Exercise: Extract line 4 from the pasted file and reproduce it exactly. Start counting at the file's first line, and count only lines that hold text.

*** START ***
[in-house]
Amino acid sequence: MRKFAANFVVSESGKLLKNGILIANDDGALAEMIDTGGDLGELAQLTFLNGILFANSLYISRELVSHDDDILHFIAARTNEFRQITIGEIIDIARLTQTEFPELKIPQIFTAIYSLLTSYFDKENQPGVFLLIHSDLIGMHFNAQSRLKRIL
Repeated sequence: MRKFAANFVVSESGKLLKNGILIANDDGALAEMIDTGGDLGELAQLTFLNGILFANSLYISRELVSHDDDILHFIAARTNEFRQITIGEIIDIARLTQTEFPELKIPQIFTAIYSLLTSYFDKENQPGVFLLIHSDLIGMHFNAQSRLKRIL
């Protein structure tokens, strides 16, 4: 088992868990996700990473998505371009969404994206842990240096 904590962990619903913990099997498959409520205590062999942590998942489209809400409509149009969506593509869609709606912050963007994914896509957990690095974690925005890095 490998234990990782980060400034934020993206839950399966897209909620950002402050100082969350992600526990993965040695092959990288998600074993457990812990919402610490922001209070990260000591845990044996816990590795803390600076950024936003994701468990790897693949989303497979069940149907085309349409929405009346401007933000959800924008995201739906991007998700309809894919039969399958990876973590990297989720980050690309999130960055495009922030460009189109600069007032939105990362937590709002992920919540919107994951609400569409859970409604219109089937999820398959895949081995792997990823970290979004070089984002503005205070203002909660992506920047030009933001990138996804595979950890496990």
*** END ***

């Protein structure tokens, strides 16, 4: 088992868990996700990473998505371009969404994206842990240096 904590962990619903913990099997498959409520205590062999942590998942489209809400409509149009969506593509869609709606912050963007994914896509957990690095974690925005890095 490998234990990782980060400034934020993206839950399966897209909620950002402050100082969350992600526990993965040695092959990288998600074993457990812990919402610490922001209070990260000591845990044996816990590795803390600076950024936003994701468990790897693949989303497979069940149907085309349409929405009346401007933000959800924008995201739906991007998700309809894919039969399958990876973590990297989720980050690309999130960055495009922030460009189109600069007032939105990362937590709002992920919540919107994951609400569409859970409604219109089937999820398959895949081995792997990823970290979004070089984002503005205070203002909660992506920047030009933001990138996804595979950890496990």